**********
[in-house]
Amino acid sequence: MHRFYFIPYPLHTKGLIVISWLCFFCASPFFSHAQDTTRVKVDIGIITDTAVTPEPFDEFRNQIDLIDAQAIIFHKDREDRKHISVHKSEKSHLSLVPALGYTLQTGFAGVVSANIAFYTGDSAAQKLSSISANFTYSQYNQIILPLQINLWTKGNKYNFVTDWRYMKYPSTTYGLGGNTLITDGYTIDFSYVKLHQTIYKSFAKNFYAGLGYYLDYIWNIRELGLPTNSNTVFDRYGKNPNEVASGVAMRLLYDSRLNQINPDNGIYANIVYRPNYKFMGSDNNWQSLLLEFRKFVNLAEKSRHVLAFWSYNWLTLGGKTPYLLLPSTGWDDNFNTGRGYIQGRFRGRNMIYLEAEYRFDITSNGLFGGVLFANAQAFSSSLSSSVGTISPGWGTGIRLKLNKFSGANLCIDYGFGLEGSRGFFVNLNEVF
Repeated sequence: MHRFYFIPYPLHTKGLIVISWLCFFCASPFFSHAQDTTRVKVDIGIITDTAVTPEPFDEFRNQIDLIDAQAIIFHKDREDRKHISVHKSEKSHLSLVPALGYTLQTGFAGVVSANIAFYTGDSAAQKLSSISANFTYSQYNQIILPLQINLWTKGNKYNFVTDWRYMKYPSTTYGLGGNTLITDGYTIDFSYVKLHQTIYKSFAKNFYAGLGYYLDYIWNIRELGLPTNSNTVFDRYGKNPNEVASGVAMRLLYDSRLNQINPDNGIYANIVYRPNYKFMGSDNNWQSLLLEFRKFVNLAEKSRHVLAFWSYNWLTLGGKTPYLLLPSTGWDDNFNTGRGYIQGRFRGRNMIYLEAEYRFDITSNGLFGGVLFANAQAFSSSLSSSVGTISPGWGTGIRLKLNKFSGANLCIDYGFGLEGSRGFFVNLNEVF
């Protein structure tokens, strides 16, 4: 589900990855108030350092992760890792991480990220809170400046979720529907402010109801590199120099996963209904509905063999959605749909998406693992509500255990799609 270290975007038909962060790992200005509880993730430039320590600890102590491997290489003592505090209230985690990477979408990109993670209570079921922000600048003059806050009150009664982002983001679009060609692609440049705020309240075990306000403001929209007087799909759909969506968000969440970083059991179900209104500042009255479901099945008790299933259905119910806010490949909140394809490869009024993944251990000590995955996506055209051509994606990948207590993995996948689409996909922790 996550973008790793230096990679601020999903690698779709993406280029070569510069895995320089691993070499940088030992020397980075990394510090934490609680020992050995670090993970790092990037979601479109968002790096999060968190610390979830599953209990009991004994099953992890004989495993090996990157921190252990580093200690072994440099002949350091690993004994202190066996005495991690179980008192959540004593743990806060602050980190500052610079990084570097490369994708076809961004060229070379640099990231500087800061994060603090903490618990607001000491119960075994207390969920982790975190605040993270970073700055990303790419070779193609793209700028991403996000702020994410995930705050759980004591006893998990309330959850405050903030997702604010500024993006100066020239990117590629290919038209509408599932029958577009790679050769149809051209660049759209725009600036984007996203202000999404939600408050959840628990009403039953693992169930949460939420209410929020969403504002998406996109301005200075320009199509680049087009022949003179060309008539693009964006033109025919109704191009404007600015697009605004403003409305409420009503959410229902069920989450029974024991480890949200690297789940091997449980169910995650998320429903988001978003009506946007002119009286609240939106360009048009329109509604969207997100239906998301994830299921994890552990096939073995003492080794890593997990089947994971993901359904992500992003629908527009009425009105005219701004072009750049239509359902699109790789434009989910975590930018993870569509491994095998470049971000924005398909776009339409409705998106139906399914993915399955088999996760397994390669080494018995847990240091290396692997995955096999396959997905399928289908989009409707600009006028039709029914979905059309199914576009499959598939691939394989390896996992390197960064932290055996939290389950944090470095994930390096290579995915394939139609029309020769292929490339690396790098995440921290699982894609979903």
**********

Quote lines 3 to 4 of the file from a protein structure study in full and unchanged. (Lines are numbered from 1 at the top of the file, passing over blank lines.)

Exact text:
Repeated sequence: MHRFYFIPYPLHTKGLIVISWLCFFCASPFFSHAQDTTRVKVDIGIITDTAVTPEPFDEFRNQIDLIDAQAIIFHKDREDRKHISVHKSEKSHLSLVPALGYTLQTGFAGVVSANIAFYTGDSAAQKLSSISANFTYSQYNQIILPLQINLWTKGNKYNFVTDWRYMKYPSTTYGLGGNTLITDGYTIDFSYVKLHQTIYKSFAKNFYAGLGYYLDYIWNIRELGLPTNSNTVFDRYGKNPNEVASGVAMRLLYDSRLNQINPDNGIYANIVYRPNYKFMGSDNNWQSLLLEFRKFVNLAEKSRHVLAFWSYNWLTLGGKTPYLLLPSTGWDDNFNTGRGYIQGRFRGRNMIYLEAEYRFDITSNGLFGGVLFANAQAFSSSLSSSVGTISPGWGTGIRLKLNKFSGANLCIDYGFGLEGSRGFFVNLNEVF
């Protein structure tokens, strides 16, 4: 589900990855108030350092992760890792991480990220809170400046979720529907402010109801590199120099996963209904509905063999959605749909998406693992509500255990799609 270290975007038909962060790992200005509880993730430039320590600890102590491997290489003592505090209230985690990477979408990109993670209570079921922000600048003059806050009150009664982002983001679009060609692609440049705020309240075990306000403001929209007087799909759909969506968000969440970083059991179900209104500042009255479901099945008790299933259905119910806010490949909140394809490869009024993944251990000590995955996506055209051509994606990948207590993995996948689409996909922790 996550973008790793230096990679601020999903690698779709993406280029070569510069895995320089691993070499940088030992020397980075990394510090934490609680020992050995670090993970790092990037979601479109968002790096999060968190610390979830599953209990009991004994099953992890004989495993090996990157921190252990580093200690072994440099002949350091690993004994202190066996005495991690179980008192959540004593743990806060602050980190500052610079990084570097490369994708076809961004060229070379640099990231500087800061994060603090903490618990607001000491119960075994207390969920982790975190605040993270970073700055990303790419070779193609793209700028991403996000702020994410995930705050759980004591006893998990309330959850405050903030997702604010500024993006100066020239990117590629290919038209509408599932029958577009790679050769149809051209660049759209725009600036984007996203202000999404939600408050959840628990009403039953693992169930949460939420209410929020969403504002998406996109301005200075320009199509680049087009022949003179060309008539693009964006033109025919109704191009404007600015697009605004403003409305409420009503959410229902069920989450029974024991480890949200690297789940091997449980169910995650998320429903988001978003009506946007002119009286609240939106360009048009329109509604969207997100239906998301994830299921994890552990096939073995003492080794890593997990089947994971993901359904992500992003629908527009009425009105005219701004072009750049239509359902699109790789434009989910975590930018993870569509491994095998470049971000924005398909776009339409409705998106139906399914993915399955088999996760397994390669080494018995847990240091290396692997995955096999396959997905399928289908989009409707600009006028039709029914979905059309199914576009499959598939691939394989390896996992390197960064932290055996939290389950944090470095994930390096290579995915394939139609029309020769292929490339690396790098995440921290699982894609979903």